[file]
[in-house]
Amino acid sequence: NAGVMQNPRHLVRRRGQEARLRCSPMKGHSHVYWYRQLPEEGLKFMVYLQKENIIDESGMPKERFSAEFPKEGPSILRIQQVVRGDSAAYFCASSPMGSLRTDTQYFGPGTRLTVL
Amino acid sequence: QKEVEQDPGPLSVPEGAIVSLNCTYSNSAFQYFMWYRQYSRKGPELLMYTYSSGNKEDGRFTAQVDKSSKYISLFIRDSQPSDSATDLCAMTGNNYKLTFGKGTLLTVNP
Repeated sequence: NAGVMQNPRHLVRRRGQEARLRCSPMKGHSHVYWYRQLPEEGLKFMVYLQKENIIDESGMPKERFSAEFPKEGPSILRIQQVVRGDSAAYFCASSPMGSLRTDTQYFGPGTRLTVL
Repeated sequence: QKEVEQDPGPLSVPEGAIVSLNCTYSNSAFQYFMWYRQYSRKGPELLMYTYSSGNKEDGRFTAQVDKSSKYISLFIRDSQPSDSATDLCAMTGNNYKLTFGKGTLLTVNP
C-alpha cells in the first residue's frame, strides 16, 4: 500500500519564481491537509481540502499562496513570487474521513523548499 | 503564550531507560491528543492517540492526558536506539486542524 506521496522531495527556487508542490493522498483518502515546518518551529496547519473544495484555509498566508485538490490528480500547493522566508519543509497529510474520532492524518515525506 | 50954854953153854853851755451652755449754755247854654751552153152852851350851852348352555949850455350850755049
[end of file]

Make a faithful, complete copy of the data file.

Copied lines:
[in-house]
Amino acid sequence: NAGVMQNPRHLVRRRGQEARLRCSPMKGHSHVYWYRQLPEEGLKFMVYLQKENIIDESGMPKERFSAEFPKEGPSILRIQQVVRGDSAAYFCASSPMGSLRTDTQYFGPGTRLTVL
Amino acid sequence: QKEVEQDPGPLSVPEGAIVSLNCTYSNSAFQYFMWYRQYSRKGPELLMYTYSSGNKEDGRFTAQVDKSSKYISLFIRDSQPSDSATDLCAMTGNNYKLTFGKGTLLTVNP
Repeated sequence: NAGVMQNPRHLVRRRGQEARLRCSPMKGHSHVYWYRQLPEEGLKFMVYLQKENIIDESGMPKERFSAEFPKEGPSILRIQQVVRGDSAAYFCASSPMGSLRTDTQYFGPGTRLTVL
Repeated sequence: QKEVEQDPGPLSVPEGAIVSLNCTYSNSAFQYFMWYRQYSRKGPELLMYTYSSGNKEDGRFTAQVDKSSKYISLFIRDSQPSDSATDLCAMTGNNYKLTFGKGTLLTVNP
C-alpha cells in the first residue's frame, strides 16, 4: 500500500519564481491537509481540502499562496513570487474521513523548499 | 503564550531507560491528543492517540492526558536506539486542524 506521496522531495527556487508542490493522498483518502515546518518551529496547519473544495484555509498566508485538490490528480500547493522566508519543509497529510474520532492524518515525506 | 50954854953153854853851755451652755449754755247854654751552153152852851350851852348352555949850455350850755049